Often, sustainable wines include a combination of multiple of the above practices (and there are countless other sustainable practices not included in this list). So many options! At the end of the day, producing wines in a sustainable way is a deliberate action on the part of the winery or wine maker, and one that usually results in them spending more money or taking the longer and harder route to make the wine versus if they’d decided to make it the conventional way. Thus, the price of a sustainable wine on the shelf will be higher, too.

Ultimately, in the same way that you "vote with your dollar" when you buy food, personal care products, clothing, etc., you also vote with your dollar when you purchase wine. If you want to enjoy better-quality wines, and if you support sustainability in other areas of your life and want to support and encourage it in the wine world, too, then take the next step and make a point to seek out sustainable wines. How can you tell if a producer or winery is crafting sustainable wines? Sometimes, you’ll spot a special label if the producer has pursued an official certification. You can also research producers to see how they talk about their winemaking methods on their website - if they don’t give any information or technical details, they’re likely using conventional methods. Asking your local wine shop for suggestions is a great place to start, too. Depending on how deep you’d like to go, you can request sustainably-made wines, organic wines, or biodynamic wines. A good somm will have numerous recommendations to give you among their selection, and oftentimes, their eyes will light up and you’ll get to hear some unique and cool stories about the producers, too!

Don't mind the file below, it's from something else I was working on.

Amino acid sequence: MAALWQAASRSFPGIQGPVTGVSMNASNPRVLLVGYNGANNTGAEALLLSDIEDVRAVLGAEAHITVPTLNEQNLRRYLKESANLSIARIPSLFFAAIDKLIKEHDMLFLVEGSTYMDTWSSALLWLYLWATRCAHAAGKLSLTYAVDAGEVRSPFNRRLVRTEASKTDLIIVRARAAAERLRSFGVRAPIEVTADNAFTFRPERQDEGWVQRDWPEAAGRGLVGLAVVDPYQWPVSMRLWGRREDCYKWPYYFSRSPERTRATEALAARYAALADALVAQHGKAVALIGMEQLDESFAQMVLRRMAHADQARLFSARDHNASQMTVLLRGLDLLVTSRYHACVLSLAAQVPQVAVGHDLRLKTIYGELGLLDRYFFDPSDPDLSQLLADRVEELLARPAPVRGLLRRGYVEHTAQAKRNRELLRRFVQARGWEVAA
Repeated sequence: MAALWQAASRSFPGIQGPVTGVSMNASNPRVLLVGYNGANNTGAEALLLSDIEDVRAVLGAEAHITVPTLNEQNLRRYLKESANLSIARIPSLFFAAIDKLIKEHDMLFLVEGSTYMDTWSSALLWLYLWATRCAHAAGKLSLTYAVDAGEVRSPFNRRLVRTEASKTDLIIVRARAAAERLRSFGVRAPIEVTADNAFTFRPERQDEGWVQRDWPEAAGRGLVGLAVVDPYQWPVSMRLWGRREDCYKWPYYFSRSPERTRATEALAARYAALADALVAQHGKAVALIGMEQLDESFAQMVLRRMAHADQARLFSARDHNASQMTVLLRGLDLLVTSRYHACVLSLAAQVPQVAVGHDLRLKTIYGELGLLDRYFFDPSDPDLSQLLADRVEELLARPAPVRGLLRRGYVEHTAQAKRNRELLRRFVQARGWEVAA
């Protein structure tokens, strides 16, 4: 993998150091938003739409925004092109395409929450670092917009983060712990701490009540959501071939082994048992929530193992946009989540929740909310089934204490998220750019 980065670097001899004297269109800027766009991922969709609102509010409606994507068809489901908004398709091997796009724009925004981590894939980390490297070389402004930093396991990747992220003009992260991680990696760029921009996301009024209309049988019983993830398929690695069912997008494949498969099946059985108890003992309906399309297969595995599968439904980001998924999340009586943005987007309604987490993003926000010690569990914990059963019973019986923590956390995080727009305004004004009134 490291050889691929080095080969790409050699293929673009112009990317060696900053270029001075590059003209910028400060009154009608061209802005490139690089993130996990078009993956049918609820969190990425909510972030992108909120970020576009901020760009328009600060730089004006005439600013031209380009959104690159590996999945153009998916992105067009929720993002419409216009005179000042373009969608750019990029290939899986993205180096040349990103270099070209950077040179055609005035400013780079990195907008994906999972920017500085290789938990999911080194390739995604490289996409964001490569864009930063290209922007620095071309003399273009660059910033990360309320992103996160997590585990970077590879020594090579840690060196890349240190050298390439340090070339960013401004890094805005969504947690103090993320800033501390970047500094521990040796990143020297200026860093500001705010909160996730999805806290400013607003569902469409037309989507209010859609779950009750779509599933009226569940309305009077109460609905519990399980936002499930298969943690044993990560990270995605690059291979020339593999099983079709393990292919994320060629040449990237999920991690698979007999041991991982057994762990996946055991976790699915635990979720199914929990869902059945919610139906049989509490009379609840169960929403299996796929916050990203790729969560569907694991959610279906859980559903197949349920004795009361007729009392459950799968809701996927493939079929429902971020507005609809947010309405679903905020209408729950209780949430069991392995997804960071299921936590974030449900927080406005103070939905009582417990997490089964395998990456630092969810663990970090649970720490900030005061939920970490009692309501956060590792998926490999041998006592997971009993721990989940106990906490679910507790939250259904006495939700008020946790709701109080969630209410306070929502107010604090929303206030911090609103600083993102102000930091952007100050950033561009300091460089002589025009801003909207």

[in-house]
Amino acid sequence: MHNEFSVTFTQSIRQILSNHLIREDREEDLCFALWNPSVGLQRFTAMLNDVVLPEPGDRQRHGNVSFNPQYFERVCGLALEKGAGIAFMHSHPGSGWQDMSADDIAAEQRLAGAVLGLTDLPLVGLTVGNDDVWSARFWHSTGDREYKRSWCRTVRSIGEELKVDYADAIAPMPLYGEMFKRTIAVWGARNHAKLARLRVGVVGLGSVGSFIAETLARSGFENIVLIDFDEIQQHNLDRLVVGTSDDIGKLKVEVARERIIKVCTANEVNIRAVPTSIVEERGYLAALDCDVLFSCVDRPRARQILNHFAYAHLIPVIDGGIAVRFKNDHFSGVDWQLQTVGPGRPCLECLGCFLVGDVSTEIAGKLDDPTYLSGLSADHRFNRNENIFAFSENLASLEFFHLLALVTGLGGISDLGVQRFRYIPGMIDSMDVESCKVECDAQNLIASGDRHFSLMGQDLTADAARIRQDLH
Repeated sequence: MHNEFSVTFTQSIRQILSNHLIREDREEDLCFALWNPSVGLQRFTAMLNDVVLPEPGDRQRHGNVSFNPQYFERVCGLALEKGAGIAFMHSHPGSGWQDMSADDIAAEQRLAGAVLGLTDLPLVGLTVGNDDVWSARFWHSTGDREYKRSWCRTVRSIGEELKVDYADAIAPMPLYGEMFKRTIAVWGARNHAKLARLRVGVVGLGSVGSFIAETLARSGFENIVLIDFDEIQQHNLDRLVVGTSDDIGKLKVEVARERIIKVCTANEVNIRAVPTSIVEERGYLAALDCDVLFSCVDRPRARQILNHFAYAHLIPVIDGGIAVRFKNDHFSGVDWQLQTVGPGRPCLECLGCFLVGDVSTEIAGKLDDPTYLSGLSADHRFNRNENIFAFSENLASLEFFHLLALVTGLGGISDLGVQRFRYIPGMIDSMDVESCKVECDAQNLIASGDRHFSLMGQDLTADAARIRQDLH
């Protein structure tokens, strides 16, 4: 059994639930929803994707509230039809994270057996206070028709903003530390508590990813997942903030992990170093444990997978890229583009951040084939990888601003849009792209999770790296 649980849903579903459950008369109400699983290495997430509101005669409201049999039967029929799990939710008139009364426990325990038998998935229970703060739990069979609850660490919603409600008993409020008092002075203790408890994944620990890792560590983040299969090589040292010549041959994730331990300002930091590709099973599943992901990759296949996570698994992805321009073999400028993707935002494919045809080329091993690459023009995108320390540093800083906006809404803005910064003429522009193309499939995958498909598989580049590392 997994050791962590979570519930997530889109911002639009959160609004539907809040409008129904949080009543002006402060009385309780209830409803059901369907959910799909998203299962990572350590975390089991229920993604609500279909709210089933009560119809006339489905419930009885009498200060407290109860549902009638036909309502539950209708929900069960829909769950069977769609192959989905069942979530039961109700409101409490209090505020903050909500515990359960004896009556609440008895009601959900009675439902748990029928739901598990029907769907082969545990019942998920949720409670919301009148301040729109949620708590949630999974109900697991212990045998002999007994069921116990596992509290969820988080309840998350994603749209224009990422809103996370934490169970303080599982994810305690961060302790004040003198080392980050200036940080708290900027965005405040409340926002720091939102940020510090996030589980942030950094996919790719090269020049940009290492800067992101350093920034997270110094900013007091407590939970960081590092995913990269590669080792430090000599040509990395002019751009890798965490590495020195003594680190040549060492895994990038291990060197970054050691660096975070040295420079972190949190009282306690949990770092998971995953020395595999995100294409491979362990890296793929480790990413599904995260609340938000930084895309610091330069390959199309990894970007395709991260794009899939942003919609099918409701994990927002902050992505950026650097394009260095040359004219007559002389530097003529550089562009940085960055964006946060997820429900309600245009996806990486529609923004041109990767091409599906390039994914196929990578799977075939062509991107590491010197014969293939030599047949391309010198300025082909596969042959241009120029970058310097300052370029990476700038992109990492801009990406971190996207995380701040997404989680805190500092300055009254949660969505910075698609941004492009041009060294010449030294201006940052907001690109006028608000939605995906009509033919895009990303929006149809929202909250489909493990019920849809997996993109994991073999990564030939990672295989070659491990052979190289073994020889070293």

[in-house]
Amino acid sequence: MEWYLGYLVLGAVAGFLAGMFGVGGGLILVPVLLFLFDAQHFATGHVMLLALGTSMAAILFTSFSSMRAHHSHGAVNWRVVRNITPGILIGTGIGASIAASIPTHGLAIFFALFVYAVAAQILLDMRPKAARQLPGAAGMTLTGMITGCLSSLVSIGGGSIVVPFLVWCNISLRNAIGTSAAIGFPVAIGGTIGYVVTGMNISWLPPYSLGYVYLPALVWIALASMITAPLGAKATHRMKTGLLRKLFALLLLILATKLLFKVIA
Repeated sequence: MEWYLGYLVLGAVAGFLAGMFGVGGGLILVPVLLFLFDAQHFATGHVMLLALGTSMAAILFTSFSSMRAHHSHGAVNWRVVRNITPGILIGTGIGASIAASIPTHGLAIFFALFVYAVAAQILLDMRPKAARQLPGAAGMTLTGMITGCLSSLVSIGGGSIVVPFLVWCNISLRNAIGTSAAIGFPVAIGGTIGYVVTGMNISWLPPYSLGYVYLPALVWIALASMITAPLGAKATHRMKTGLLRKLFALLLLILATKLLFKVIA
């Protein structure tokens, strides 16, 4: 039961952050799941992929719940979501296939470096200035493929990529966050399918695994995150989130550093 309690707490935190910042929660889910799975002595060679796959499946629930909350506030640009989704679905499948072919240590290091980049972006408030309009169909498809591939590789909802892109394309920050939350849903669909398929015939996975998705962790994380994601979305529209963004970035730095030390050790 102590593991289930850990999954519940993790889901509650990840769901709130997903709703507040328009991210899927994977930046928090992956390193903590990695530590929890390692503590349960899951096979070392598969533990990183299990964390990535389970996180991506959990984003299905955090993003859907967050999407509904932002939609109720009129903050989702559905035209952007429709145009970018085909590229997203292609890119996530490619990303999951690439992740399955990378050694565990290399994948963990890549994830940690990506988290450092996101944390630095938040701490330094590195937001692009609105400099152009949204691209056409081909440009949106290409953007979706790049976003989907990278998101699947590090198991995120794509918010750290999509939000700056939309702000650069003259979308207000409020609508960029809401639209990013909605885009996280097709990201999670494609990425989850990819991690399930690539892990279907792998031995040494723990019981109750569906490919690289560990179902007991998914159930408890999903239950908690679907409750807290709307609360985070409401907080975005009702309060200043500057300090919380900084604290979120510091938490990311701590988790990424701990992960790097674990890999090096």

A few sustainable wines we love in the shop:

  • Gut Oggau Theodora 2018

  • Bernard Vallette Quatre Saisons Beaujolais 2019

  • Lioco Mendocino County Pinot Noir 2019

Additional resources:

*Wine Folly and Vice have great articles on sustainability in wine (written in 2016 and 2015, respectively). The definition of sustainable wine that I included is quoted from the Wine Folly article.

Well + Good has another excellent article on this topic (2020).

A few certifications and labels to look for: